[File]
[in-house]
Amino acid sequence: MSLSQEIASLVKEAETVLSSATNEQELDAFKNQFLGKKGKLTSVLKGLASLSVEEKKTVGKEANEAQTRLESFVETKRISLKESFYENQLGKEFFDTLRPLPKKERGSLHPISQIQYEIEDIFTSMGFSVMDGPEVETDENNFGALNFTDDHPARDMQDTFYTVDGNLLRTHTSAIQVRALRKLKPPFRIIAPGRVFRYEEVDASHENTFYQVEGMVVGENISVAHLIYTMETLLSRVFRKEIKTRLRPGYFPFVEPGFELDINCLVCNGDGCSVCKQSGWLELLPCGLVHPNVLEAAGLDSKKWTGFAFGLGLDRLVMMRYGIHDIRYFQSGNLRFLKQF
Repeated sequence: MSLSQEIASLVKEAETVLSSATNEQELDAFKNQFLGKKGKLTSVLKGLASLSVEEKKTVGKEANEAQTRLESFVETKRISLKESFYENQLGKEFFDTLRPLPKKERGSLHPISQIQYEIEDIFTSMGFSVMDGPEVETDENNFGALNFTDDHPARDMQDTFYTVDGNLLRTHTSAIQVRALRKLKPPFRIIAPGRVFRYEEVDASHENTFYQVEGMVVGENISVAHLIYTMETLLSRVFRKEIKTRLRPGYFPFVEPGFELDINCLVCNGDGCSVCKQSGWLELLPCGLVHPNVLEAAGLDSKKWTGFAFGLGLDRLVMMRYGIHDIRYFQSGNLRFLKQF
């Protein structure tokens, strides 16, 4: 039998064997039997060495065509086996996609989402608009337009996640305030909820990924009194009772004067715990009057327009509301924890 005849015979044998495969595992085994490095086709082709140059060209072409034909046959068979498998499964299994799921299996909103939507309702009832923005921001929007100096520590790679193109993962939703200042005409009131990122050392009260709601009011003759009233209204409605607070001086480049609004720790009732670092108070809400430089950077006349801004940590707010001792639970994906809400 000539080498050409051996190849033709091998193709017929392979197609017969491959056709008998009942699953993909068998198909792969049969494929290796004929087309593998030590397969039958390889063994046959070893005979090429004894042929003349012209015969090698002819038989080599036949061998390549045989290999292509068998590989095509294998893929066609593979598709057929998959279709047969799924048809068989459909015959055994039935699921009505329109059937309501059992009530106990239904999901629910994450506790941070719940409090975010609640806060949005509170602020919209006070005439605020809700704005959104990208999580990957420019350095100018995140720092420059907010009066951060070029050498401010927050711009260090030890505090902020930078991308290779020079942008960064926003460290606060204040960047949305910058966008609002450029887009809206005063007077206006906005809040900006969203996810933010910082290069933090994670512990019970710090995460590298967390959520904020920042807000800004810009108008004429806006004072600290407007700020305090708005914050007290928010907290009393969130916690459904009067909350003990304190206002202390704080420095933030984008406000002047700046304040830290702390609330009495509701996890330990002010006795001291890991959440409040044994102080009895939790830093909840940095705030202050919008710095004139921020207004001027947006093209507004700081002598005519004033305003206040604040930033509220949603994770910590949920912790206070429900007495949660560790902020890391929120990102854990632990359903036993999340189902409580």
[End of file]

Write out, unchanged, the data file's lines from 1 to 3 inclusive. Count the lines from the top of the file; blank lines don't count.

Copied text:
[in-house]
Amino acid sequence: MSLSQEIASLVKEAETVLSSATNEQELDAFKNQFLGKKGKLTSVLKGLASLSVEEKKTVGKEANEAQTRLESFVETKRISLKESFYENQLGKEFFDTLRPLPKKERGSLHPISQIQYEIEDIFTSMGFSVMDGPEVETDENNFGALNFTDDHPARDMQDTFYTVDGNLLRTHTSAIQVRALRKLKPPFRIIAPGRVFRYEEVDASHENTFYQVEGMVVGENISVAHLIYTMETLLSRVFRKEIKTRLRPGYFPFVEPGFELDINCLVCNGDGCSVCKQSGWLELLPCGLVHPNVLEAAGLDSKKWTGFAFGLGLDRLVMMRYGIHDIRYFQSGNLRFLKQF
Repeated sequence: MSLSQEIASLVKEAETVLSSATNEQELDAFKNQFLGKKGKLTSVLKGLASLSVEEKKTVGKEANEAQTRLESFVETKRISLKESFYENQLGKEFFDTLRPLPKKERGSLHPISQIQYEIEDIFTSMGFSVMDGPEVETDENNFGALNFTDDHPARDMQDTFYTVDGNLLRTHTSAIQVRALRKLKPPFRIIAPGRVFRYEEVDASHENTFYQVEGMVVGENISVAHLIYTMETLLSRVFRKEIKTRLRPGYFPFVEPGFELDINCLVCNGDGCSVCKQSGWLELLPCGLVHPNVLEAAGLDSKKWTGFAFGLGLDRLVMMRYGIHDIRYFQSGNLRFLKQF